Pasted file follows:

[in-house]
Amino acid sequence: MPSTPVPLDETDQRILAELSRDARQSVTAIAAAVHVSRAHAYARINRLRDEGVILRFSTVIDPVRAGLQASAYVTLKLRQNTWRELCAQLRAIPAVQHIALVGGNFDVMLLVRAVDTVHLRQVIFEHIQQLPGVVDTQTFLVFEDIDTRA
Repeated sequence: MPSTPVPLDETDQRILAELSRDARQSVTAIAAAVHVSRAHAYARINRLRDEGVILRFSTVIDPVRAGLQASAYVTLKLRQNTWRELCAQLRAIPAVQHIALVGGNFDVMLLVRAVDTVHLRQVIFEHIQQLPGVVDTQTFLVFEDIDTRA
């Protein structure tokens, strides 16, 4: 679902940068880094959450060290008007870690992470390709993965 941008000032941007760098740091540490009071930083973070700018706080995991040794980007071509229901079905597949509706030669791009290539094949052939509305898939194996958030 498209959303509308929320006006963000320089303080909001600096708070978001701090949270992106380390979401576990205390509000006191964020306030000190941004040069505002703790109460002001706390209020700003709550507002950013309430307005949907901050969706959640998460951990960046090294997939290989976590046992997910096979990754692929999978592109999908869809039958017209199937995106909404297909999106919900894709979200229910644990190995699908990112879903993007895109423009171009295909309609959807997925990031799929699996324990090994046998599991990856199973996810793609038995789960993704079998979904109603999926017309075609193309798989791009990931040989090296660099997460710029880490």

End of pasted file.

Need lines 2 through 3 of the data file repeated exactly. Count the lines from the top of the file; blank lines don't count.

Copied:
Amino acid sequence: MPSTPVPLDETDQRILAELSRDARQSVTAIAAAVHVSRAHAYARINRLRDEGVILRFSTVIDPVRAGLQASAYVTLKLRQNTWRELCAQLRAIPAVQHIALVGGNFDVMLLVRAVDTVHLRQVIFEHIQQLPGVVDTQTFLVFEDIDTRA
Repeated sequence: MPSTPVPLDETDQRILAELSRDARQSVTAIAAAVHVSRAHAYARINRLRDEGVILRFSTVIDPVRAGLQASAYVTLKLRQNTWRELCAQLRAIPAVQHIALVGGNFDVMLLVRAVDTVHLRQVIFEHIQQLPGVVDTQTFLVFEDIDTRA